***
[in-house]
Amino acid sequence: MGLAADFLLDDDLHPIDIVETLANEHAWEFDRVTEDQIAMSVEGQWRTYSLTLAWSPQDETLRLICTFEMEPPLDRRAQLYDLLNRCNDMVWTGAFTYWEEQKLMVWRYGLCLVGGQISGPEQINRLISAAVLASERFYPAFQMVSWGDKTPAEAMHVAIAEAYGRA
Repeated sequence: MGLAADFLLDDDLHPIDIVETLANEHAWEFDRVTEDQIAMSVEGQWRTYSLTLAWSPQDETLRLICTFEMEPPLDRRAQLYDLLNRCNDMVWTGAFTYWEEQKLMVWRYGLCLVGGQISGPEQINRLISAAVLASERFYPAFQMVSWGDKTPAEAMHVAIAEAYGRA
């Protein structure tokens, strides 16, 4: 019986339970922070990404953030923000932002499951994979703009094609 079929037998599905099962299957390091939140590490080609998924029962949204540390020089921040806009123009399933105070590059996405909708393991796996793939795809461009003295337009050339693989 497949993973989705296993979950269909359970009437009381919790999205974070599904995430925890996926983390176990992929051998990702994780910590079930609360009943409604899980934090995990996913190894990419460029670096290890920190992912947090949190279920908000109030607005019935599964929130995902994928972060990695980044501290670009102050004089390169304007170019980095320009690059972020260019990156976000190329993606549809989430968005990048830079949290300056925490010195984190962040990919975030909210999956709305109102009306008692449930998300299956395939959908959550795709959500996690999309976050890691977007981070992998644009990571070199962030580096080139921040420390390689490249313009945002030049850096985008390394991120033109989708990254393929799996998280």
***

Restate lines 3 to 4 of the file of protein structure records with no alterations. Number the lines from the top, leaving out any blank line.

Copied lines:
Repeated sequence: MGLAADFLLDDDLHPIDIVETLANEHAWEFDRVTEDQIAMSVEGQWRTYSLTLAWSPQDETLRLICTFEMEPPLDRRAQLYDLLNRCNDMVWTGAFTYWEEQKLMVWRYGLCLVGGQISGPEQINRLISAAVLASERFYPAFQMVSWGDKTPAEAMHVAIAEAYGRA
């Protein structure tokens, strides 16, 4: 019986339970922070990404953030923000932002499951994979703009094609 079929037998599905099962299957390091939140590490080609998924029962949204540390020089921040806009123009399933105070590059996405909708393991796996793939795809461009003295337009050339693989 497949993973989705296993979950269909359970009437009381919790999205974070599904995430925890996926983390176990992929051998990702994780910590079930609360009943409604899980934090995990996913190894990419460029670096290890920190992912947090949190279920908000109030607005019935599964929130995902994928972060990695980044501290670009102050004089390169304007170019980095320009690059972020260019990156976000190329993606549809989430968005990048830079949290300056925490010195984190962040990919975030909210999956709305109102009306008692449930998300299956395939959908959550795709959500996690999309976050890691977007981070992998644009990571070199962030580096080139921040420390390689490249313009945002030049850096985008390394991120033109989708990254393929799996998280």